In mid-August 2016, Mullins and Kyrkanides had what Mullins characterizes as a chance meeting in the office of UKCOD's Dr. Greg Zeller, where they briefly discussed Plaintiff's public comments; Mullins alleges that, at this meeting, Kyrkanides urged him to “get off radar” with respect to the waiver proposal. DE #30 ¶ 23; DE #49 at 8-9; DE #49-8 at 101, 143. Mullins took this statement to mean he should remain silent regarding his opposition to the waiver. Mullins also alleges that, around this time, Kyrkanides stated at a meeting at which Mullins's supervisors and colleagues were present, but Plaintiff was not, that Mullins “ha[d] to go.” DE #30 ¶ 26; see DE #49-9 at 21-22 (Dr. Raybould testifying to and confirming Kyrkanides's statement that “Raynor has got to go.”). On approximately August 24, 2016, Mullins states that Dr. Raybould informed him of Kyrkanides's comments at the meeting, which he memorialized in his notes from that conversation. DE #30 ¶ 27; see DE #49-11 (Mullins's August 24, 2016 meeting notes). Department Chair Dr. Cunningham confirmed that, on the day after Kyrkanides announced to Dr. Raybould that Mullins had “to go, ” the Dean definitively communicated to him and others that Mullins was “not to be involved anymore” in public health for the UKCOD. See DE 49-12 (Cunningham Dep.) at 17-18.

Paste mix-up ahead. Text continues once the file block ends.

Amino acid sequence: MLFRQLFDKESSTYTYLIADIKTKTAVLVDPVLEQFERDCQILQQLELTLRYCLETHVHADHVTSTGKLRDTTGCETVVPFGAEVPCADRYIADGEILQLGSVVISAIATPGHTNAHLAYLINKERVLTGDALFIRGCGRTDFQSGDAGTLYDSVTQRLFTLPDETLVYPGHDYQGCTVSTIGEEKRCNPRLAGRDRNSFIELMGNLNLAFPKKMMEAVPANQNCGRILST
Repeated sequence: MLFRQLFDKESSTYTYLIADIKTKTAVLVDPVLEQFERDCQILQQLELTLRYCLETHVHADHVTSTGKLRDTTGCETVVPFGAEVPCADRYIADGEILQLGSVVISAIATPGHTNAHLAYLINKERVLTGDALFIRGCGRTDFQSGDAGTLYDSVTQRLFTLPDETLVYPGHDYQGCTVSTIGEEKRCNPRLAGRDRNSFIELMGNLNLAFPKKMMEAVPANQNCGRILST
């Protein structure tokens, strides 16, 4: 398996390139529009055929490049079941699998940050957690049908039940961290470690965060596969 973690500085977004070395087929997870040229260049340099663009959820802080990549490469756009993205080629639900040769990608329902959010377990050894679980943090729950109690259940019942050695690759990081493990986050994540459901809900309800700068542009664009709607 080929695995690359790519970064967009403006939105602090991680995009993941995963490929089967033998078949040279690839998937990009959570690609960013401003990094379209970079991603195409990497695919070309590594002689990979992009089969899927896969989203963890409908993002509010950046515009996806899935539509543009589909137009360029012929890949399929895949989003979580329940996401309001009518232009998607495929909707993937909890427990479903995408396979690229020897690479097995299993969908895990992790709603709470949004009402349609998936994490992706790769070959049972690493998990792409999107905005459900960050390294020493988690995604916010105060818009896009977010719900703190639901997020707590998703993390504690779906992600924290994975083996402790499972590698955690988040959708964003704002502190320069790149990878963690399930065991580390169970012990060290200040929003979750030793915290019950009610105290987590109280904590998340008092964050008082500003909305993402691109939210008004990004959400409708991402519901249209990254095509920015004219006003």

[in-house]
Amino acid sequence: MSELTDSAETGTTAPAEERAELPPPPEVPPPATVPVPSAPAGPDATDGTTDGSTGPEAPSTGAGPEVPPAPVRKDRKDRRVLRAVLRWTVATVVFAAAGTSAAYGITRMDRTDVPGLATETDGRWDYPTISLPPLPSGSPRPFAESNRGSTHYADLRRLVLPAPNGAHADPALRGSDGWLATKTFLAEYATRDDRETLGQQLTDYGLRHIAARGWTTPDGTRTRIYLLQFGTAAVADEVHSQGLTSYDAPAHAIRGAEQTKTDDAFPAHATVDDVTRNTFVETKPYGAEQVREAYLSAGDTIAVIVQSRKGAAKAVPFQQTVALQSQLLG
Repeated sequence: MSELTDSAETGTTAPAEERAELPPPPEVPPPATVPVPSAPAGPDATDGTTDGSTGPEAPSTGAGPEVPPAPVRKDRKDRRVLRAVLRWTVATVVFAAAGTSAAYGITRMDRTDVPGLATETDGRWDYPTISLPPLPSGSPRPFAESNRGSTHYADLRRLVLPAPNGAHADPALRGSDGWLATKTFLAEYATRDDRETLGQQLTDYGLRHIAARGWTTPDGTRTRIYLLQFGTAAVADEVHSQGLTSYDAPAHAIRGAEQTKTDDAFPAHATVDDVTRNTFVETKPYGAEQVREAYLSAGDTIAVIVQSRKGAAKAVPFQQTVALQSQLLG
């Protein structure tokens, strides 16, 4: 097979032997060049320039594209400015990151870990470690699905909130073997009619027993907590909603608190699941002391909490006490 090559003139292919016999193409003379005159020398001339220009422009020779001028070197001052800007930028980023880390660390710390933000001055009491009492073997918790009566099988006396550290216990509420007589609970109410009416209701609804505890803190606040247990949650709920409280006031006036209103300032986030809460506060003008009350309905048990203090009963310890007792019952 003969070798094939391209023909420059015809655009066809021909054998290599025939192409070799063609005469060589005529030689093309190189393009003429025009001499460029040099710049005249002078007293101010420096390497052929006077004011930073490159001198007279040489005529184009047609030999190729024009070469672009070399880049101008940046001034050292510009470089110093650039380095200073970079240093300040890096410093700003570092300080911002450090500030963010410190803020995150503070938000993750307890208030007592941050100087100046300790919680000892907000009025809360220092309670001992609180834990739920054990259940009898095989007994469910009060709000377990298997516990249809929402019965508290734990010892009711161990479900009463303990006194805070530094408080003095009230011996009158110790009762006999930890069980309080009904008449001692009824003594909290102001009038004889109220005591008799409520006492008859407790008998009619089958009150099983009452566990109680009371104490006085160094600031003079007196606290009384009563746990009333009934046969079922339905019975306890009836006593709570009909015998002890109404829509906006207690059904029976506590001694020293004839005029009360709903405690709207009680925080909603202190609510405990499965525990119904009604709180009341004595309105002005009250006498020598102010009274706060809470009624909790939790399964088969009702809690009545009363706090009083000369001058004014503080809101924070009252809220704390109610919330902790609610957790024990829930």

Thus, at this time, per one reasonably supported version, Dean Kyrkanides not only had warned Mullins to stay “off radar, ” he had explicitly told Mullins's supervisor and Department Chair that Mullins was to be let go. This included a direct statement to Dr. Raybould and a direct statement to Dr. Cunningham. DE #49-12 (Cunningham Dep.) at 17 (describing Kyrkanides as “very clear” in stating “Dr. Mullins needed to-you know, not be involved anymore.”); see also DE #49-6 (Ebersole stating that Kyrkanides instructed: “Dr. Mullins should be excluded from public health research projects at UK College of Dentistry in the future.”). Per Raybould, the Dean expressed his unequivocal intent to end Mullins's employment and elicited help in framing up a plan to eliminate Mullins. See DE #49-9 at 21-23 (“And I was asked to figure out a way to have Raynor go.”); id. at 23-24 (discussing meeting the next day, where Kyrkanides said “we have to formulate a plan on how to deal with Raynor” and interpreting that to mean “that he [Mullins] wouldn't be able to be employed at UK anymore, was my understanding”).